Why Are Women's Sports Still Not Covered In The Media?

More people tuned in to watch the FIFA Women's World Cup in 2015 than any other soccer game shown on English-language television in this country in recorded history. The entire event garnered a record 750 million viewers — a seemingly clear indication that women's sports are worthy of receiving as much televised coverage as do men’s sports.

Even though viewers are clearly interested in women's sports, however, coverage of these events has only decreased since 1989. One University of Southern California study aptly titled It’s Dude Time! analyzed 25 years of sports media coverage and discovered that women were covered less in 2014 than in 1989. In fact, less than one percent of network television coverage included women’s athletics in 2014 and ESPN’s SportsCenter featured women a mere 2 percent of the time. In contrast, men’s sports coverage of the Big Three increased from 68 percent in 2009 to nearly 75 percent at the time of the study, even when no actual games were being played.

While coverage has decreased, women's actual participation in sports has only increased. This has been thanks in no small part to the enactment of Title IX in 1972, which stimulated a dramatic rise in girls' and women’s participation in athletic programs. High school girls’ athletics have grown nearly 35 percent over four decades and over 3.2 million girls currently participate in high school sports programs, according to data compiled by Ohio University’s Athletic Administration program.

Michael Messner, one of the study's researchers and a professor of Sociology and Gender Studies at USC, contends that the lack of women’s sports coverage is demonstrative of broader, uneven social change.

“We’ve had this incredible explosion of girls and women going into sports in the last 40 years, and we’ve seen some improvement in the last 10 years in live TV coverage of some women’s sports, like college basketball," he said of his findings. “What’s puzzling to us is the increased interest and participation in women’s sports has not at all been reflected in the news and highlights shows.”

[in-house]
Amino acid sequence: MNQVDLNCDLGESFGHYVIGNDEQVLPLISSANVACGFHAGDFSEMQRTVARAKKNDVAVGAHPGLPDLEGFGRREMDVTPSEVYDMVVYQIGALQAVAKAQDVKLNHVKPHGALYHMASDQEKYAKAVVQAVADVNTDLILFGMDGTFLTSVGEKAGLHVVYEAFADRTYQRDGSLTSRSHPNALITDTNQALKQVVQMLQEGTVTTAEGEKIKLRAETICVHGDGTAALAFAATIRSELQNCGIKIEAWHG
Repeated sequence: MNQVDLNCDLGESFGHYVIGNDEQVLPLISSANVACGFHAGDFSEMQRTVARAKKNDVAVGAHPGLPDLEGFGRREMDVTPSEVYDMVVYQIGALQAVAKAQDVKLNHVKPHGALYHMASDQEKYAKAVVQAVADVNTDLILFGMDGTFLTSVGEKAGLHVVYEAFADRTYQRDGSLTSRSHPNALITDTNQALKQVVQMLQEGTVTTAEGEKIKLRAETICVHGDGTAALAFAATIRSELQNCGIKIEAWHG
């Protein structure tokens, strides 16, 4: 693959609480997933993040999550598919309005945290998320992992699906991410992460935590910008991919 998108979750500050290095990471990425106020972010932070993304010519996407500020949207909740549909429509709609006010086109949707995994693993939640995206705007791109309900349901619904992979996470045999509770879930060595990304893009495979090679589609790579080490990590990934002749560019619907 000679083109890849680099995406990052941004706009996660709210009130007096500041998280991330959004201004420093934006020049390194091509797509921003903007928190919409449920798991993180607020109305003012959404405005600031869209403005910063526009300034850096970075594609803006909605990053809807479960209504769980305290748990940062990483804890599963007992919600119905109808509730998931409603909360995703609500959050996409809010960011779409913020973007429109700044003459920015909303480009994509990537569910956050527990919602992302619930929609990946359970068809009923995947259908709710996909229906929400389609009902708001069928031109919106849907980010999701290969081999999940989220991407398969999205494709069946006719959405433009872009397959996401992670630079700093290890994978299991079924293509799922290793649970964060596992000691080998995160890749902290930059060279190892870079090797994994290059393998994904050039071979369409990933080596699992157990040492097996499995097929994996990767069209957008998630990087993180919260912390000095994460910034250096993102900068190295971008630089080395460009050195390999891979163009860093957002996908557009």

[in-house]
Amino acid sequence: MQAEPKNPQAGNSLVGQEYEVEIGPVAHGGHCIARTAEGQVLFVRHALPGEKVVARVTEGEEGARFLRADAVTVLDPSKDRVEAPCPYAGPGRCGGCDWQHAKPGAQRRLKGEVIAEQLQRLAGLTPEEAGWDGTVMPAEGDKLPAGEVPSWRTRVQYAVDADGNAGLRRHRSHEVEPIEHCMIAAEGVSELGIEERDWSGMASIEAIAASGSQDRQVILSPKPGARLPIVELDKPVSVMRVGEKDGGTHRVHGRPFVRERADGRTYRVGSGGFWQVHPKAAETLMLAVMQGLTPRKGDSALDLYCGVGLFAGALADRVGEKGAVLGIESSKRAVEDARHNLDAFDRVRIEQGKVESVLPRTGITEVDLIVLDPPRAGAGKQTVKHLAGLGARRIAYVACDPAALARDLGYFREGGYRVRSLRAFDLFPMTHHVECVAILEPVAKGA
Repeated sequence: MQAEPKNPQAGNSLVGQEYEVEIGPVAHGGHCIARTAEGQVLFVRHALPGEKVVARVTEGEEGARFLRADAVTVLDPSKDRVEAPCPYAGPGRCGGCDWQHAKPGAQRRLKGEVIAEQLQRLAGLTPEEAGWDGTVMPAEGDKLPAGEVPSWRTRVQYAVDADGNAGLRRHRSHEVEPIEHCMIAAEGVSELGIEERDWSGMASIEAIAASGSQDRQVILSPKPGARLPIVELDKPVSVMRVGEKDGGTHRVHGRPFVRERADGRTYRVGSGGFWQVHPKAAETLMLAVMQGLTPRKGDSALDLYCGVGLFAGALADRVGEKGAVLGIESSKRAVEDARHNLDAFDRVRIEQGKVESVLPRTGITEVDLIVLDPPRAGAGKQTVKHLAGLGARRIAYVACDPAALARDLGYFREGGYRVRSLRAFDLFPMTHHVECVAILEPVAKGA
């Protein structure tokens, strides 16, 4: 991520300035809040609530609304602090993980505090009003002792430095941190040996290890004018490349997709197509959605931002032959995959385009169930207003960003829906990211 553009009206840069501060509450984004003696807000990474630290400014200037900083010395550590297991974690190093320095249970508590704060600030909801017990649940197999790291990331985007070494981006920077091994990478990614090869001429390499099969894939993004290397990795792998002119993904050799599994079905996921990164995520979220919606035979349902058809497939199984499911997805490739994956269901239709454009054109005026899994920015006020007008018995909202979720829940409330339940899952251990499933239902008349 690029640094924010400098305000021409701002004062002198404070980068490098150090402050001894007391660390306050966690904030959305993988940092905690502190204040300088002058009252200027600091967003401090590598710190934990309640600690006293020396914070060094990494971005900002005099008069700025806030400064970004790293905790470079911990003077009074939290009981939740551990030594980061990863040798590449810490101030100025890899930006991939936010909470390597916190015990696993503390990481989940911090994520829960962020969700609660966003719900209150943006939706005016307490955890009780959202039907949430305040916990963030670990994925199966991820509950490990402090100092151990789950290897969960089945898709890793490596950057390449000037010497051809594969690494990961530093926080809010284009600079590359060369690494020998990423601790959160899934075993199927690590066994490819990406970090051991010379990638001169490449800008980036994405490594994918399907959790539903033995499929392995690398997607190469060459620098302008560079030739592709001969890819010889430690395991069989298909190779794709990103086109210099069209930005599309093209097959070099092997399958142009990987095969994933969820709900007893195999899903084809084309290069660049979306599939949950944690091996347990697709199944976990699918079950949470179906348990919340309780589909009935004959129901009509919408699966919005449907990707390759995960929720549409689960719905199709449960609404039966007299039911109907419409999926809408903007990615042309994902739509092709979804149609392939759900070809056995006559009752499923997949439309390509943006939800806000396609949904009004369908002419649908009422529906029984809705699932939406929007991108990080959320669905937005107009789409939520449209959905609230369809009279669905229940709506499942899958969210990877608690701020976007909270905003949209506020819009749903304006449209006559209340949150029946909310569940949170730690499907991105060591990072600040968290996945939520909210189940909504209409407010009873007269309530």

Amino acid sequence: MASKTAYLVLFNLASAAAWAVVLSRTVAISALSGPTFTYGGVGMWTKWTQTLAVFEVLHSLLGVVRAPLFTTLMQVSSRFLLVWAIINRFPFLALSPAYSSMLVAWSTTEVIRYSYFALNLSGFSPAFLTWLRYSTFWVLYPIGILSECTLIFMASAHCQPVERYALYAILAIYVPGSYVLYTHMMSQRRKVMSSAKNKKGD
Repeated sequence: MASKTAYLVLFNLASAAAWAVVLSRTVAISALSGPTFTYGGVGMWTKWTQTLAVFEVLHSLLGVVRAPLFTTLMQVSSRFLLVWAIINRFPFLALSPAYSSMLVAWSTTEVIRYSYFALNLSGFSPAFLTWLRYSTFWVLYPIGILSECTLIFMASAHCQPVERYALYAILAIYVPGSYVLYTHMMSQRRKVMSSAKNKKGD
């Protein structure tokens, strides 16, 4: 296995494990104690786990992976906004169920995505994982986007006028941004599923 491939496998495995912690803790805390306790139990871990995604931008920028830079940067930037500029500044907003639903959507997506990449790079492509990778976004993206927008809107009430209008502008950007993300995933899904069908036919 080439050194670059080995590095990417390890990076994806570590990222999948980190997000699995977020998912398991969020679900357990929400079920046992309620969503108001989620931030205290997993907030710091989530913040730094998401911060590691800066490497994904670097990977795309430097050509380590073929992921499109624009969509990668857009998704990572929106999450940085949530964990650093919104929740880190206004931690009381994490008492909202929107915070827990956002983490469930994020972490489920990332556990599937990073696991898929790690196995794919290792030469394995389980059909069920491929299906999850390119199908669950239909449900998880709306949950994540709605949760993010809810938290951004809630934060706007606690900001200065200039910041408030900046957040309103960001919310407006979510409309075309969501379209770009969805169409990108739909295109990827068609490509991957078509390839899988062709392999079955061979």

Even when women's sports are televised, the coverage is frequently sexist, according to the researchers. Female athletes are frequently objectified or idealized for their ability to juggle their personal and family lives with successful careers in sports. Like media coverage of women overall, their gender identity takes precedence over their accomplishments: They are females before they are athletes.

While the sexist treatment of female athletes in sports media coverage may be (sadly) unsurprising, the researchers were puzzled by the disparity between the increase in female participation and the stagnation in coverage of them. One possible explanation, one researcher posed in an interview with Quartz, could be an increase in gender respectability politics. Sports media may recognize that they would be vilified for treating female athletes as sexualized beings, but rather than cover them respectfully, opt to not cover them at all.

It also seems likely that the fact that sports journalism is so male dominated contributes to this reality. A 2015 Women's Media Center study found that just 10% of sports journalists were women the previous year — a 7% decline from the year before that. When reporters and executives in the industry alike don't identify with or relate to women (or possibly even see them as more than stereotypes of their gender identity), it makes sense that their coverage is also biased.

This treatment perhaps goes unchecked due to a lack of feminist awareness, according to Messner. While there has recently been “a lot of championing of feminism in popular culture" and "feminism is no longer the ‘F’ word" thanks to celebrity advocates, the same unapologetic celebration of feminism has not been evident in the sports world, Messner noted. "There are moments in sports, but it is happening in small scales and doesn’t have as much visibility and outreach.”

No matter their accomplishments, therefore, female athletes are subjected to the same media sexism as are all women, and are still primarily regarded in terms of traditional gender roles like mother, sex object, spouse, or caregiver. Studies like this one show that even when women achieve equal participation, media coverage of this participation is still problematic and nowhere near parity — a reality that needs to change.

More articles by Category: Feminism, Media, Misogyny, Sports
More articles by Tag: Activism and advocacy, Sexism, News, Title IX, Television



Danika K
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